Seven years after his death, British tycoon Richard Ingram Crawford’s spirit cannot rest quietly in his grave, with his friends, former allies and workers battling for his property.
Crawford, who settled in Kenya in 1950, died a bachelor in Nakuru, leaving behind property valued at over Sh74 million.
He is said to have enjoyed a cordial relationship with many people as he made successful exploits in business and agriculture.
His predicaments began in 2008 when he was attacked by armed robbers at his house at Mwariki, Lanet, leaving him with injuries that led to memory loss and Parkinson’s disease, which he fought until his death in 2014.
Even before the flowers on his grave withered after his burial, the fight for control of his wealth among his friends, business allies and workers began.
Being the closest person to Crawford by virtue of her work, Sarah Joslyn, his personal secretary, took the opportunity to embark on acquiring the rights to control the estate.
She allegedly forged a will that she used to successfully petition for letters of administration of Crawford’s estate.
Documents in the High Court in Nakuru show that she conspired to do this with her lawyer Henry Aminga.
However, before the grant could be confirmed by the court, another person identified as Stephen Ngatia, who claimed to be the son of Crawford’s former business partner John Maina, learnt of the succession proceedings and lodged a complaint with the police.
Mr Ngatia secured court orders to revoke the grant. He claimed Crawford had adopted his family and had promised to leave his properties to them.
He told the court that Crawford and his late father were close friends and business partners who had ventured into the fuel business in Nakuru and enterprises in Lanet.
The new development saw Ms Joslyn arrested and charged with forgery, a case that is still pending.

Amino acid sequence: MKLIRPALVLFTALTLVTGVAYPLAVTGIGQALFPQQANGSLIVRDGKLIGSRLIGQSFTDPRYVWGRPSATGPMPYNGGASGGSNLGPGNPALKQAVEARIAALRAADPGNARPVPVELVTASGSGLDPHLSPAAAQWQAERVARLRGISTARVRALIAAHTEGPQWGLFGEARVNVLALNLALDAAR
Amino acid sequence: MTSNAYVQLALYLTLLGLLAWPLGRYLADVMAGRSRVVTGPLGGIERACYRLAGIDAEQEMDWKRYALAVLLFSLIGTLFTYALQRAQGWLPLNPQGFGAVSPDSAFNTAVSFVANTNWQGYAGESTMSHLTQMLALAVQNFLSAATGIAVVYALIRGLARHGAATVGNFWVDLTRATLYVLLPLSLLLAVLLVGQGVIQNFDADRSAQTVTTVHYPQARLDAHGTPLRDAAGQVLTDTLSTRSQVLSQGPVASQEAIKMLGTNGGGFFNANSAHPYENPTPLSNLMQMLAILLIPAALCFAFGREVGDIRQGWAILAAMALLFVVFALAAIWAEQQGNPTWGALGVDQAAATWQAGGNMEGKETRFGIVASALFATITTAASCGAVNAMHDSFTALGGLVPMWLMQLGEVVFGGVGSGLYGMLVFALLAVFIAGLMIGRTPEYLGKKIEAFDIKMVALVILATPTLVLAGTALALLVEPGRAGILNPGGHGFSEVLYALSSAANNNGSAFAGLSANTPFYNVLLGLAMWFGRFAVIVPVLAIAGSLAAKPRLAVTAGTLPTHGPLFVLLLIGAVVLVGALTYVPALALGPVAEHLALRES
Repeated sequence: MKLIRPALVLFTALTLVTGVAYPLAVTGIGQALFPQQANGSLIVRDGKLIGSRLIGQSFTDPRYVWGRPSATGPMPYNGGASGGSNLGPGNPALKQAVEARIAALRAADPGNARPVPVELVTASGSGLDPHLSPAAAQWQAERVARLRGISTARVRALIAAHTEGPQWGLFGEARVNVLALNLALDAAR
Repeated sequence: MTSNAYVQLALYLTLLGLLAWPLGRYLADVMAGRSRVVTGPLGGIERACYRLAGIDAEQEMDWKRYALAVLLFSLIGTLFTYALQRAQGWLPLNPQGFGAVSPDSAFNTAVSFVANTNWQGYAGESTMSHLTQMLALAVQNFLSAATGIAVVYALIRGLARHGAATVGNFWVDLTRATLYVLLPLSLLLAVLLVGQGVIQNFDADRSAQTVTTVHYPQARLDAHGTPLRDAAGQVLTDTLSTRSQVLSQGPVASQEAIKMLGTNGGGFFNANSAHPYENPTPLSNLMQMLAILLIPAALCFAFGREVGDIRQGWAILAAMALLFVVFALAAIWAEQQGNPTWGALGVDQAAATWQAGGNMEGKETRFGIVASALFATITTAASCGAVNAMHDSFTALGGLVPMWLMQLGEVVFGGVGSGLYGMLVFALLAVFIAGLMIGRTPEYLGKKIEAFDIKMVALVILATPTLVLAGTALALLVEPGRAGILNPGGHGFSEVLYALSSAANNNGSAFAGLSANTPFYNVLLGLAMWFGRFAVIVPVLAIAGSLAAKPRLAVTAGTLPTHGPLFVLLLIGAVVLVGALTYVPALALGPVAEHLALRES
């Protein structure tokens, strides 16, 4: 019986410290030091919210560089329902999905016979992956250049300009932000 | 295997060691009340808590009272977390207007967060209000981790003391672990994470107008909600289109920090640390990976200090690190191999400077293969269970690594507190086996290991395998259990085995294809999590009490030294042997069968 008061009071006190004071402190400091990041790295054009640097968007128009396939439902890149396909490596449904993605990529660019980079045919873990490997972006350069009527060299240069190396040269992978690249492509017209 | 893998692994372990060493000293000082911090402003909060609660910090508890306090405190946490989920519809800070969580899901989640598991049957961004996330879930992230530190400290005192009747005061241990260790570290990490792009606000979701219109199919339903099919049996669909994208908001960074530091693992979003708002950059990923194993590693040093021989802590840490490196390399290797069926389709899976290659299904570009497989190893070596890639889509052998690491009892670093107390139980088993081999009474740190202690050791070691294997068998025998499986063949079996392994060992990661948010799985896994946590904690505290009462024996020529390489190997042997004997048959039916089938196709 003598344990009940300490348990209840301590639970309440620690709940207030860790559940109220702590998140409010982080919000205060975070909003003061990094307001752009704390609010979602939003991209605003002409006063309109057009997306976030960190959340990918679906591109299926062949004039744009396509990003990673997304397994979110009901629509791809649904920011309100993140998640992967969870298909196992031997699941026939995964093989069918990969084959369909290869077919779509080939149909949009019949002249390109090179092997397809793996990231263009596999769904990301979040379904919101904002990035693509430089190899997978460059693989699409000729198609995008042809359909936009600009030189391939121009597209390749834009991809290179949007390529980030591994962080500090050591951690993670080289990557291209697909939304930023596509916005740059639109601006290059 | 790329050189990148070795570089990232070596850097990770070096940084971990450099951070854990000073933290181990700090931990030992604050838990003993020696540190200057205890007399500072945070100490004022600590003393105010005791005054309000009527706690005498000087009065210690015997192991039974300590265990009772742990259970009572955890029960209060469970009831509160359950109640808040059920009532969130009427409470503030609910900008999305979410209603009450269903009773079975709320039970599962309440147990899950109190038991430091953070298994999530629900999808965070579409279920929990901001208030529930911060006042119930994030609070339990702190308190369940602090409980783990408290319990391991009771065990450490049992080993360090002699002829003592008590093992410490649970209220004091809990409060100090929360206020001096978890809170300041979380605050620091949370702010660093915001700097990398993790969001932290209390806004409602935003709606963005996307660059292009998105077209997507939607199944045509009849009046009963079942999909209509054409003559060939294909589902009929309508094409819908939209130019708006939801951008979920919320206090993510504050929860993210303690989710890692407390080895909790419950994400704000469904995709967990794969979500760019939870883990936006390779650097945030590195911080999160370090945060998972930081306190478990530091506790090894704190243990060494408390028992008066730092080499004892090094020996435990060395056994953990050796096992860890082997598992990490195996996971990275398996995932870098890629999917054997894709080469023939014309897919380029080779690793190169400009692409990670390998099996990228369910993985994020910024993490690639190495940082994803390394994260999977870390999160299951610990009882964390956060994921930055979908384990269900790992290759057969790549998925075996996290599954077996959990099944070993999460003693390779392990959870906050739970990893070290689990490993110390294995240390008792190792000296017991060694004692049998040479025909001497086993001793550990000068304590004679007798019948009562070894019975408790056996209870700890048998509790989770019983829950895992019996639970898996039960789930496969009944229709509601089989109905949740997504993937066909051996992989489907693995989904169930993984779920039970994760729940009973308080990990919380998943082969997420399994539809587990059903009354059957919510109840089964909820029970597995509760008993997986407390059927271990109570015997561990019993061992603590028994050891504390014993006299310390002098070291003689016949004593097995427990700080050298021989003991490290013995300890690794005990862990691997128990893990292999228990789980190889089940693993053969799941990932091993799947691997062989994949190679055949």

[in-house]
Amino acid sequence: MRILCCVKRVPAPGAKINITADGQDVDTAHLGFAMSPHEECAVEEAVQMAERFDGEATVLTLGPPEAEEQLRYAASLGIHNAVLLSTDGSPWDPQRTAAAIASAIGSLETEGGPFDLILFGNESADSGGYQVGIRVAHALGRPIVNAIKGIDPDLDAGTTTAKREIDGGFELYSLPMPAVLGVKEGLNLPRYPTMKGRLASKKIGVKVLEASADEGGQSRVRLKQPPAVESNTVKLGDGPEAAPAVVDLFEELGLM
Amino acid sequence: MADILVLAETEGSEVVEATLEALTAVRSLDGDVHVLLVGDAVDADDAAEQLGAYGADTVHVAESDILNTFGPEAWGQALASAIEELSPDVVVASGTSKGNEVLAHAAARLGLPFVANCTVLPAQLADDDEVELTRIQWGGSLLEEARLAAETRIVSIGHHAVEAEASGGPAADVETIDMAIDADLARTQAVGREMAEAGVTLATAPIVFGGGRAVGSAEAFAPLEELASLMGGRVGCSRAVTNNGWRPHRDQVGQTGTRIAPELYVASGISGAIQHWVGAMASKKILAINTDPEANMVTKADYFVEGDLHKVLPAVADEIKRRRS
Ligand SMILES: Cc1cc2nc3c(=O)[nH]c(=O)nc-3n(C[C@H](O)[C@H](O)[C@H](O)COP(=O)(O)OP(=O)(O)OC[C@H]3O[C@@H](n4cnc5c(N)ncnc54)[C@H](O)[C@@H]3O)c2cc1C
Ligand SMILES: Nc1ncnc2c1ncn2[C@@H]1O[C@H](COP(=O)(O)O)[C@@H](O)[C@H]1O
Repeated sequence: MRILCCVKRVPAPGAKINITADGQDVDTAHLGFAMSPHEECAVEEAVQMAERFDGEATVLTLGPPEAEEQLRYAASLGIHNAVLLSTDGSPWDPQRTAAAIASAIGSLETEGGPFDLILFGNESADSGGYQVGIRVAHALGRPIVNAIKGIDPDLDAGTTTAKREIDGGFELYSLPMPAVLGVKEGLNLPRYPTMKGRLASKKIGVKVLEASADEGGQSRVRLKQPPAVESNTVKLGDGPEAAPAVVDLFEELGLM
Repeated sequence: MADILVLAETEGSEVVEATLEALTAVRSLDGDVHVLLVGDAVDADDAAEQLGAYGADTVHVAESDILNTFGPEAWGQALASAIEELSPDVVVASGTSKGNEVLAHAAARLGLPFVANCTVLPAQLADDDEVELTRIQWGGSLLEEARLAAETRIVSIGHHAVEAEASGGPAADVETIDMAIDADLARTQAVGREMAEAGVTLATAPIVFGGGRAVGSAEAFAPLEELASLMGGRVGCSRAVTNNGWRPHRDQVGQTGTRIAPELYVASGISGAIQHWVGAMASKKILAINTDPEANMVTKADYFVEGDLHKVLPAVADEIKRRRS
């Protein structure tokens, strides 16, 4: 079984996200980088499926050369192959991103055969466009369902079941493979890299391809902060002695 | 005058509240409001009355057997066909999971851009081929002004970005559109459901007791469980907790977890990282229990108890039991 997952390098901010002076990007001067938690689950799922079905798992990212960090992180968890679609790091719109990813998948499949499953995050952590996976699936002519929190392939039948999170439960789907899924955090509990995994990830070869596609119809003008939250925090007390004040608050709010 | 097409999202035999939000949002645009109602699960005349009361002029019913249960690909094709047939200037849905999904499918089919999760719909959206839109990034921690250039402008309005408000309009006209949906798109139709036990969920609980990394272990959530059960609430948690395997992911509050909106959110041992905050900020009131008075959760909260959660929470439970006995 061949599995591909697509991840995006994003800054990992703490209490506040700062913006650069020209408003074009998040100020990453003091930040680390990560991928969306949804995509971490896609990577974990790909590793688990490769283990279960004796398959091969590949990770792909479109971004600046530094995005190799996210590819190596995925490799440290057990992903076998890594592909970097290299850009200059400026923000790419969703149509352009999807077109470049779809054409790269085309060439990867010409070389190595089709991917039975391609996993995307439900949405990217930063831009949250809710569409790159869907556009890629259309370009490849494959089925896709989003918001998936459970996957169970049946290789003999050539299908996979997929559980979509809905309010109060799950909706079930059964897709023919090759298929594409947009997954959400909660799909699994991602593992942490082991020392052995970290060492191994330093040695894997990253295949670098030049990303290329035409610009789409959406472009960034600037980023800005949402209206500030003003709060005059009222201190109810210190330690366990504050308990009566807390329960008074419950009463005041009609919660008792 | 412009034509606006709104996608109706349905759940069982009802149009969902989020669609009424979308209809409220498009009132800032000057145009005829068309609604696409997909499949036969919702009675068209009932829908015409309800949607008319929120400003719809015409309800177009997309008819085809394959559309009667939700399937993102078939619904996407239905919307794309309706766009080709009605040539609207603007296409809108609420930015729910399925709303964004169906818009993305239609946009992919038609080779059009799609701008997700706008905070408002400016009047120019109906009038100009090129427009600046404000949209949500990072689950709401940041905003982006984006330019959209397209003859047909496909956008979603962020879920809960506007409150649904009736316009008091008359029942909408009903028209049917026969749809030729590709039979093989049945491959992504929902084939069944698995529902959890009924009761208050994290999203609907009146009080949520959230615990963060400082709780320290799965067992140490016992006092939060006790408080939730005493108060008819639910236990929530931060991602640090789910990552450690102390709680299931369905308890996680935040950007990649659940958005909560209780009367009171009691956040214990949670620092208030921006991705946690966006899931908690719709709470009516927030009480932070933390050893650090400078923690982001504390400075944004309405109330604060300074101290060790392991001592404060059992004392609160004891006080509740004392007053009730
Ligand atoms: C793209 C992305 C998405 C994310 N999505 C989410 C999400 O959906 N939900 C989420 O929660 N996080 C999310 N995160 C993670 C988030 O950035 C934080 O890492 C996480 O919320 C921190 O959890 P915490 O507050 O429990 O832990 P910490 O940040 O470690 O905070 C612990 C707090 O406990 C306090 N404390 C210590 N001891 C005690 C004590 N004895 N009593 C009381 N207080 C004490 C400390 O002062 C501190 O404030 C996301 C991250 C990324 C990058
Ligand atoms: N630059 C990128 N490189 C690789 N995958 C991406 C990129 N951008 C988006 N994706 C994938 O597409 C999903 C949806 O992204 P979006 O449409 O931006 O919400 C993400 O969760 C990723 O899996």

It was also discovered that Ms Joslyn had also conspired with Mr Aminga to defraud Crawford of his land in 2011.
Mr Aminga was also charged with seven counts relating to forgery and making and uttering false documents.
He denied the charges and challenged them at the High Court.
As the case was going on, a group of squatters living on part of Crawford’s land sought to be allocated their share of the land.
Members of the group said they had worked for Crawford for a long time and claimed he had promised to settle them on the land. They complained that Ms Joslyn was trying to kick them out of the property.
One of the workers, James Njogu, who claimed to have worked for Crawford for 30 years, said Ms Joselyn took over control of the property and became hostile.
“When we demanded our benefits, she told us to vacate the houses first. We felt it was unfair because Crawford had promised to give us the house and benefits,” he said.
And before the court matter could be resolved, another man identified as Wycliff Winston Waita, brought to the attention of the court new allegations against the parties in the case.
He, in 2019, presented to the court a letter he had written to the Commission on Administrative Justice, accusing Ms Joslyn of cremating Crawford’s body without valid documents.
In the letter, filed before Justice Teresia Matheka, Mr waita claimed that Ms Joslyn, though she was allegedly a stranger to the tycoon, oversaw the cremation on February 1, 2014 alongside her estranged husband Roger Joslyn.
“Joslyn had neither court orders nor authority from the Department of Registrar of Persons and National Police Service. She did the cremation without death and burial certificates from the department of Civil Registry,” the letter said.
Mr Waita, who claimed to be a former employee of Crawford, accused Ms Joslyn of attempting to kill Crawford by using thugs to attack him in 2007.
And now he has written another letter to the Directorate of Criminal Investigations (DCI) seeking information on a police inquiry into Crawford’s property.
“I seek the intervention of the DCI to be issued with a note that I can present to the Ministry of Land and Physical Planning in order to get the hard copies of (the) valuation and compensation report in respect to a road which was constructed from LR No 9950/1 Nakuru County,” the letter said.
Crawford owned about 45 acres of prime land in Mwariki, on the Nakuru-Nairobi highway, as well as Blue Cross Kennels.
The Nation has learnt that the parties are thinking about resolving the matter out of court.
Mr Ngatia’s lawyer, Mwangi Waiganjo, revealed that negotiations were underway.